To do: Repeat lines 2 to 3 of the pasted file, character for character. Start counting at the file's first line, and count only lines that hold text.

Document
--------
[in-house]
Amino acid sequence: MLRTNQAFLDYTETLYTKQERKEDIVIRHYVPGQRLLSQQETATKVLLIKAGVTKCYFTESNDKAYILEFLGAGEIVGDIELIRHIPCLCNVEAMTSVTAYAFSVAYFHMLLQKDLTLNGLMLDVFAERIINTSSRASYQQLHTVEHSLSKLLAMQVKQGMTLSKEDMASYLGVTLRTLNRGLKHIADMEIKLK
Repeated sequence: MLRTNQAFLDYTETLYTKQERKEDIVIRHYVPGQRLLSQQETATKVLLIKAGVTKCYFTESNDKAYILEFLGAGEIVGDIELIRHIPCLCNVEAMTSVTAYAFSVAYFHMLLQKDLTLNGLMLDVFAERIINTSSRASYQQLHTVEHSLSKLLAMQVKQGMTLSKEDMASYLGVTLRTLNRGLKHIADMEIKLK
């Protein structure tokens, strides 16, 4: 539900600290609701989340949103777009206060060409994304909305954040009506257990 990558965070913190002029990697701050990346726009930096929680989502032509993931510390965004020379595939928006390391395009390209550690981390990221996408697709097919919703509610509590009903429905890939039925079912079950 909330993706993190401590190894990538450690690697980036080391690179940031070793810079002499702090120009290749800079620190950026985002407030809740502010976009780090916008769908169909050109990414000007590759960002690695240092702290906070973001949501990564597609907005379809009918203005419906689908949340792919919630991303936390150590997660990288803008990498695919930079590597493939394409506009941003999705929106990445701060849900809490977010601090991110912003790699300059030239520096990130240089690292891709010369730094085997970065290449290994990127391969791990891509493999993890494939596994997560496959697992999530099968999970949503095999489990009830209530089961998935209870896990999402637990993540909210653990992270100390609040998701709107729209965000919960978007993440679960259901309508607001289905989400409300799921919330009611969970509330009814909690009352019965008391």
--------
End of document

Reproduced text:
Amino acid sequence: MLRTNQAFLDYTETLYTKQERKEDIVIRHYVPGQRLLSQQETATKVLLIKAGVTKCYFTESNDKAYILEFLGAGEIVGDIELIRHIPCLCNVEAMTSVTAYAFSVAYFHMLLQKDLTLNGLMLDVFAERIINTSSRASYQQLHTVEHSLSKLLAMQVKQGMTLSKEDMASYLGVTLRTLNRGLKHIADMEIKLK
Repeated sequence: MLRTNQAFLDYTETLYTKQERKEDIVIRHYVPGQRLLSQQETATKVLLIKAGVTKCYFTESNDKAYILEFLGAGEIVGDIELIRHIPCLCNVEAMTSVTAYAFSVAYFHMLLQKDLTLNGLMLDVFAERIINTSSRASYQQLHTVEHSLSKLLAMQVKQGMTLSKEDMASYLGVTLRTLNRGLKHIADMEIKLK